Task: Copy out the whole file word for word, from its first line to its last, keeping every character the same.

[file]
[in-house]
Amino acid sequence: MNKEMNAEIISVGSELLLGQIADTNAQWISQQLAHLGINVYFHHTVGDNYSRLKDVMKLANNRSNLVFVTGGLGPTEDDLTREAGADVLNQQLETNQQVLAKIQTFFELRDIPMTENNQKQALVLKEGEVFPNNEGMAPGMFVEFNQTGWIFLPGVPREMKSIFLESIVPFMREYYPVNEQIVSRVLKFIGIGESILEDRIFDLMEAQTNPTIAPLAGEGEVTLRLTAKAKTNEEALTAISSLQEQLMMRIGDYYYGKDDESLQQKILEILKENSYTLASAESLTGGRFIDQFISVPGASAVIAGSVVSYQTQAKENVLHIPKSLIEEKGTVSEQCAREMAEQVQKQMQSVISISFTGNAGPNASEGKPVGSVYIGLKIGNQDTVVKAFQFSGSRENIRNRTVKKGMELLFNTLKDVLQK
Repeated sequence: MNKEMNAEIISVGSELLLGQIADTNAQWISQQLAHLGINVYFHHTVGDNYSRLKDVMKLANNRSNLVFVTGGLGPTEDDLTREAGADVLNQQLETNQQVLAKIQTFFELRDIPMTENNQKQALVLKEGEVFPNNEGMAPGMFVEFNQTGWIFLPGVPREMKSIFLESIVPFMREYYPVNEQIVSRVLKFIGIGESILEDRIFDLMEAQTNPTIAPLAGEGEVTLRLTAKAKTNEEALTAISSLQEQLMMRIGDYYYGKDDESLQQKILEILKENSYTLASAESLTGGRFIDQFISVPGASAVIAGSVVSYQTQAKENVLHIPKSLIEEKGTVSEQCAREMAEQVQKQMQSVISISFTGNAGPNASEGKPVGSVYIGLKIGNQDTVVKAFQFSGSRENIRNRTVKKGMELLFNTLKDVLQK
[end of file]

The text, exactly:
[in-house]
Amino acid sequence: MNKEMNAEIISVGSELLLGQIADTNAQWISQQLAHLGINVYFHHTVGDNYSRLKDVMKLANNRSNLVFVTGGLGPTEDDLTREAGADVLNQQLETNQQVLAKIQTFFELRDIPMTENNQKQALVLKEGEVFPNNEGMAPGMFVEFNQTGWIFLPGVPREMKSIFLESIVPFMREYYPVNEQIVSRVLKFIGIGESILEDRIFDLMEAQTNPTIAPLAGEGEVTLRLTAKAKTNEEALTAISSLQEQLMMRIGDYYYGKDDESLQQKILEILKENSYTLASAESLTGGRFIDQFISVPGASAVIAGSVVSYQTQAKENVLHIPKSLIEEKGTVSEQCAREMAEQVQKQMQSVISISFTGNAGPNASEGKPVGSVYIGLKIGNQDTVVKAFQFSGSRENIRNRTVKKGMELLFNTLKDVLQK
Repeated sequence: MNKEMNAEIISVGSELLLGQIADTNAQWISQQLAHLGINVYFHHTVGDNYSRLKDVMKLANNRSNLVFVTGGLGPTEDDLTREAGADVLNQQLETNQQVLAKIQTFFELRDIPMTENNQKQALVLKEGEVFPNNEGMAPGMFVEFNQTGWIFLPGVPREMKSIFLESIVPFMREYYPVNEQIVSRVLKFIGIGESILEDRIFDLMEAQTNPTIAPLAGEGEVTLRLTAKAKTNEEALTAISSLQEQLMMRIGDYYYGKDDESLQQKILEILKENSYTLASAESLTGGRFIDQFISVPGASAVIAGSVVSYQTQAKENVLHIPKSLIEEKGTVSEQCAREMAEQVQKQMQSVISISFTGNAGPNASEGKPVGSVYIGLKIGNQDTVVKAFQFSGSRENIRNRTVKKGMELLFNTLKDVLQK